You may get drunk

Drinking wine isn’t just allowed during a Seder, it’s encouraged by God. The Haggadah instructs guests to drink four glasses of wine throughout the evening, and two of them are consumed before the meal is even begun, so you’ll probably get drunk. L’Chaim! You can take sips of wine if you want to avoid this for some reason, or substitute grape juice.

Do not eat the food on the centrepiece

Part of the whole Seder thing involves a specific arrangements of different foods in a centrepiece. These are not for eating, no matter how appetizing they look.

You might be asked to read aloud

Depending on how your particular Seder is conducted, you may be asked to read passages of the Haggadah aloud. Don’t worry too much if you can’t pronounce some of words. It happens to everyone.

Unusual foods you may consume

If you’re not an adventurous eater, know that the following foods will be consumed.

  • Matzah: This is unleavened bread. It’s bland, a little like a saltine.
  • Gefilte fish: This is a ground fish dish. In terms of tastiness, it ranges from jarred gefilte fish that most people regard as gross, to a surprisingly delicious side course, if prepared correctly.
  • Kosher wine: There is good kosher wine. And there is Manischewitz.
  • Maror: This is the “bitter herb” called for during the seder. It’s usually horseradish and is meant to remind us of the bitterness of slavery, but I find horseradish delicious, especially spread on some matzah. But people sometimes substitute romaine lettuce if the can’t take the spiciness.
  • Haroset: This sweet paste is made of fruits and nuts. It’s tasty af.
  • Unleavened: There will be no dinner rolls. No cake made with flour. Nothing with yeast. Deal.

Like the Wu-Tang Clan, Seder is for the children

Part of the Seder’s raison d’être is passing along the traditions of Judaism to younger generations, so a lot of the evening is specifically for children. The Haggadah has a special section for the youngest present to ask four questions with answers that explain how, “this night is different from all other nights.”

After the “serious” part of the meal is completed, many households sing traditional kids songs, including “Chad Gadya,” an awesome sing-along that features both the Angel of Death and a dog that is beaten with a stick. Metal!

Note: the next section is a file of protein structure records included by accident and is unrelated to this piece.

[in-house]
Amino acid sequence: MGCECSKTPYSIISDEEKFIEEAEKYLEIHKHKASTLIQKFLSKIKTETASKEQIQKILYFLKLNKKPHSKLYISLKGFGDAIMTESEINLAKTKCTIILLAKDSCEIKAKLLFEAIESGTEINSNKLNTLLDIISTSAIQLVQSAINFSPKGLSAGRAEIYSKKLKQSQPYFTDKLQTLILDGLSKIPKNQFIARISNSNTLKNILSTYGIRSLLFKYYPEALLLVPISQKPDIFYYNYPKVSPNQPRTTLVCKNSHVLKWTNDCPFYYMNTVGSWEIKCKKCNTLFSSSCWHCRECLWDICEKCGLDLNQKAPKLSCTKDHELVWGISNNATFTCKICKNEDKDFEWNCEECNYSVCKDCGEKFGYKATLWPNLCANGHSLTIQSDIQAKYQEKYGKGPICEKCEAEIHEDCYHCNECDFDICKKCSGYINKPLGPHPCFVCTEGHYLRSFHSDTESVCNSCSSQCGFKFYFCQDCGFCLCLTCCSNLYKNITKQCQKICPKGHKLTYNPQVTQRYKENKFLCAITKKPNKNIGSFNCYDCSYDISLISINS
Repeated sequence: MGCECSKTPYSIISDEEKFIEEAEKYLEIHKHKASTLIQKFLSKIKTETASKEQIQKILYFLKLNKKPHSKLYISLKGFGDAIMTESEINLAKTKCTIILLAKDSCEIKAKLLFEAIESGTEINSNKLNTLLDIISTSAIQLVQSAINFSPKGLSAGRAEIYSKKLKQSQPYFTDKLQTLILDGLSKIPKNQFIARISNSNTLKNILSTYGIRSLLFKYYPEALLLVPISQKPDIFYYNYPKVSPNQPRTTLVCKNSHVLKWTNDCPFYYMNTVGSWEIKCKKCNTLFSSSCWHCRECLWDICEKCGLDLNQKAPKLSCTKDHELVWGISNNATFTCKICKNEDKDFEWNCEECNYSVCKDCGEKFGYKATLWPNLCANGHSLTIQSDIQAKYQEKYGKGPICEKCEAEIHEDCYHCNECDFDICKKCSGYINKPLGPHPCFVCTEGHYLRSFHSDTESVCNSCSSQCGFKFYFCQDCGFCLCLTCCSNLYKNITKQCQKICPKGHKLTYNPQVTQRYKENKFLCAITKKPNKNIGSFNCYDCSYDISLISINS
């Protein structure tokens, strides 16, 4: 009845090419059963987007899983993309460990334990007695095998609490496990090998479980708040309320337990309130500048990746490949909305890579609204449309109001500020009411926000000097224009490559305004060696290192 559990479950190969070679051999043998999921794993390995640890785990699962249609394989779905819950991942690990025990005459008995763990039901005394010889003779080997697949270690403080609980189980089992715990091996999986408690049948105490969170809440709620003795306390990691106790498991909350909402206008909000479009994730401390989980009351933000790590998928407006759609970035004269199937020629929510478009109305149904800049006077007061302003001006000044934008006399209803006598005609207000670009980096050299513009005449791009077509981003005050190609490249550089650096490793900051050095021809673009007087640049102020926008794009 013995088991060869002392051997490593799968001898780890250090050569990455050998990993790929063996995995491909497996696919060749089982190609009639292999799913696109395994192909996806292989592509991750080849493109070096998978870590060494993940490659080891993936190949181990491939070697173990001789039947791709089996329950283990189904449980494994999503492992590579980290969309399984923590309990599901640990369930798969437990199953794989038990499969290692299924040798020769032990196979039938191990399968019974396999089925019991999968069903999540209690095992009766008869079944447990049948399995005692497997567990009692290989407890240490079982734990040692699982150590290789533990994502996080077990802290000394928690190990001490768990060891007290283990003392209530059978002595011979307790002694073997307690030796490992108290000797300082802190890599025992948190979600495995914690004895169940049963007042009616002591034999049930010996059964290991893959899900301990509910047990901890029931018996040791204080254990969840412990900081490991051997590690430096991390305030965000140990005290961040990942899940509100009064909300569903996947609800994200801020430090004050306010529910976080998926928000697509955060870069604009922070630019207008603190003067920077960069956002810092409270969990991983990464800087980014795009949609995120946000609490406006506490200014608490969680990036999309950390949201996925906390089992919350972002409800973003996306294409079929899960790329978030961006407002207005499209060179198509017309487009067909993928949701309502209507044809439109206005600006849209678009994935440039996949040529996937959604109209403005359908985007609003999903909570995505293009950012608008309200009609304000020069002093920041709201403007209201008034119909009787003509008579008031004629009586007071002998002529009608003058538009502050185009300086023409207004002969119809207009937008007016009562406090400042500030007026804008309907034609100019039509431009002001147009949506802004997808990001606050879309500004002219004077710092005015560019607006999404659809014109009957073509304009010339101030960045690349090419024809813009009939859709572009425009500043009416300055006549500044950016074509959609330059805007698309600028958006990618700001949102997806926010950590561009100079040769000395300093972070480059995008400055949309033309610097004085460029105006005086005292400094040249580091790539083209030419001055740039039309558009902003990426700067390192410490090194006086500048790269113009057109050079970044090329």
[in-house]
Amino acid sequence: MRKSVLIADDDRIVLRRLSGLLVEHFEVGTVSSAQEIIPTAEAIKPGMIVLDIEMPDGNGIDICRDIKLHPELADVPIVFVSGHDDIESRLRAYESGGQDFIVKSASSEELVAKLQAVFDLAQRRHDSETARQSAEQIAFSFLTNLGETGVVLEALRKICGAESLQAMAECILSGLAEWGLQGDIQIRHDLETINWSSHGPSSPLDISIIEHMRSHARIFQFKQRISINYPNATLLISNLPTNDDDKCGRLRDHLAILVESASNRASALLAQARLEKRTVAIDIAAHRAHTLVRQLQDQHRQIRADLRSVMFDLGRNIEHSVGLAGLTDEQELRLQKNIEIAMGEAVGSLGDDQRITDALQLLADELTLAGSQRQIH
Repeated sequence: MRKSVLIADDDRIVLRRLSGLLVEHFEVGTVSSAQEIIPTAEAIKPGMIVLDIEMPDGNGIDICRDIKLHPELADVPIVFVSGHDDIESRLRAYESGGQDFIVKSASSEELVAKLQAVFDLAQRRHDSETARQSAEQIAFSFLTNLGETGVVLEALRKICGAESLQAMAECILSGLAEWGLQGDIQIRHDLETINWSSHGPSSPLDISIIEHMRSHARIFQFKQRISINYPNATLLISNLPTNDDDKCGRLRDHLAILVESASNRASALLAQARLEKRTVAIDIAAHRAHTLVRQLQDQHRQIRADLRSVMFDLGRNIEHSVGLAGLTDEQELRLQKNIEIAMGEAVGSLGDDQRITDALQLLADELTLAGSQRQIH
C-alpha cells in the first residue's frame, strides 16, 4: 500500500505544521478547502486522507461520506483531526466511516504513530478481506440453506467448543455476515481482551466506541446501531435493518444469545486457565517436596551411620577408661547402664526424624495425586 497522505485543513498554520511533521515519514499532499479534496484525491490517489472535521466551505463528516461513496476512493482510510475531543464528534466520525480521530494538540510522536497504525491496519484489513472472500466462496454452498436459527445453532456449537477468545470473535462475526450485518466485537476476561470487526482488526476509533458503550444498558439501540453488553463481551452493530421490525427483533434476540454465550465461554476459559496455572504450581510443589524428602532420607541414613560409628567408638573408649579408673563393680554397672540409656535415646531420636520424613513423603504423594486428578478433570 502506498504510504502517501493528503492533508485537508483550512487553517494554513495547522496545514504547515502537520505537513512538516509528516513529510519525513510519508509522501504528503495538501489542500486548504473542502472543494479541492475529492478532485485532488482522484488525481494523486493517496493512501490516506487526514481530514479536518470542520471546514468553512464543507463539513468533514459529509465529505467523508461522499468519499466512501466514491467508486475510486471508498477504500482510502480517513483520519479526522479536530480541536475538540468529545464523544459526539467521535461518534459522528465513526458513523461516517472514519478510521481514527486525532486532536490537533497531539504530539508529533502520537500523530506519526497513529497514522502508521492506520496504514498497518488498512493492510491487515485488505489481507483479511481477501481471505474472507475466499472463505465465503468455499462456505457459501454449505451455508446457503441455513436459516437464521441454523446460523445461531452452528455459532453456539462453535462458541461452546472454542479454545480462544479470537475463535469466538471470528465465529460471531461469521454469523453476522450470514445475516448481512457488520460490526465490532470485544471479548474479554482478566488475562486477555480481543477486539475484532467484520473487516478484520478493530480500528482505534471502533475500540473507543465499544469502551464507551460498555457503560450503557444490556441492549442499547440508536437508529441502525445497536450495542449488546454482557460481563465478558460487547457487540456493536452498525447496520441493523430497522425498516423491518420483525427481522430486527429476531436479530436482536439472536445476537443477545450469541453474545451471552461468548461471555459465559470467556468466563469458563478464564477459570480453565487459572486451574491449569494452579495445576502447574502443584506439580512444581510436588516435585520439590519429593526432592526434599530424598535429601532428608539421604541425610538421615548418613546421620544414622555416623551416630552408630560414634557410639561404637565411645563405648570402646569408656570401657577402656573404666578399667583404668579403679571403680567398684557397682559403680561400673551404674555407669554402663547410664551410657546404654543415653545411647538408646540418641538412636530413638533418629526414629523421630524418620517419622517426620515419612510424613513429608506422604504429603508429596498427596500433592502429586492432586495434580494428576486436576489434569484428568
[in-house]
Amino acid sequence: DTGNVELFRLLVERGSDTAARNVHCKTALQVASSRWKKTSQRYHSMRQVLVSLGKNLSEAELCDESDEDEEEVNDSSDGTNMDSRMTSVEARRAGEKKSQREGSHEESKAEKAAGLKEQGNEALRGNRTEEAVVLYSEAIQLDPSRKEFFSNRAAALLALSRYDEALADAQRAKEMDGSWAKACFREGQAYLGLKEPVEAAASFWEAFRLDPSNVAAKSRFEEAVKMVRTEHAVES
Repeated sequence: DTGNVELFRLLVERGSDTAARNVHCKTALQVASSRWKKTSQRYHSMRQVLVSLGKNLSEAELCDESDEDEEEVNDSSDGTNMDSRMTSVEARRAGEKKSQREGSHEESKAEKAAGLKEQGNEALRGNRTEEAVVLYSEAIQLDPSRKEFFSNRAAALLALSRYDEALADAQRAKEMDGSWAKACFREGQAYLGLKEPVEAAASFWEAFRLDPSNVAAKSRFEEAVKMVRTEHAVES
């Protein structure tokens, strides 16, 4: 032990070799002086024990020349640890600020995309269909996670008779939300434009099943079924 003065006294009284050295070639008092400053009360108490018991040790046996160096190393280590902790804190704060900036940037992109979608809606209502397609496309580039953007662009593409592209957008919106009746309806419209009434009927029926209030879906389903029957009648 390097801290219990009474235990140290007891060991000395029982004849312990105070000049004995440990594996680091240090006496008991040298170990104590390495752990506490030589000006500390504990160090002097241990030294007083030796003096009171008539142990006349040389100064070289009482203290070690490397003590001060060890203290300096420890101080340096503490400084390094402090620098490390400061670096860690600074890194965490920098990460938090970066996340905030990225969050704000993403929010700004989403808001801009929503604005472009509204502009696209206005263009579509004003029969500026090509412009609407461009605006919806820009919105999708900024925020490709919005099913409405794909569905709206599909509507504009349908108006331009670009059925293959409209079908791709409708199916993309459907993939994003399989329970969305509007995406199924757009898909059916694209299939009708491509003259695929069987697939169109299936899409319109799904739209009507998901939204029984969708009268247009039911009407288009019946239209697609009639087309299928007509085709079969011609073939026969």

Kids love finding the afikoman (matzah hidden by the host). I hate it because it reminds me of losing my car keys.

Then there’s Elijah. It’s tradition to set out a glass of wine for Elijah, in case the prophet who has been dead for 3,000 odd years shows up thirsty. He probably won’t, but some families will secretly drink Elijah’s wine and tell the kids they just missed him. Fooling children is the best.

The most important thing about being a non-Jew at a Seder

A Seder is about religion, but it’s not about your religion.

Participating in the rituals of another faith can bring up strong feelings among some people, but this is the worst time to talk about your beliefs or compare your religion (or lack thereof) with Judaism. Instead, be open-minded. If you can’t do that, at least keep your mouth shut. (That said, respectful questions are usually encouraged, as long as you’re not a jerk about it.)

Some uncle on his fourth glass of Manischewitz might make some deprecating jokes about Judaism. Do not join in. This is one of those “they can say that because they live it. You can’t because you don’t” situations. If you tend to have trouble reading a room, don’t show up at the Seder.

Parts of the Haggadah might rub you the wrong way (particularly if you are Egyptian) but remember to consider the context. A line like “Pour out your wrath on the nations that do not acknowledge you” might seem confrontational, but when you consider it comes from an enslaved people, the sentiment is understandable.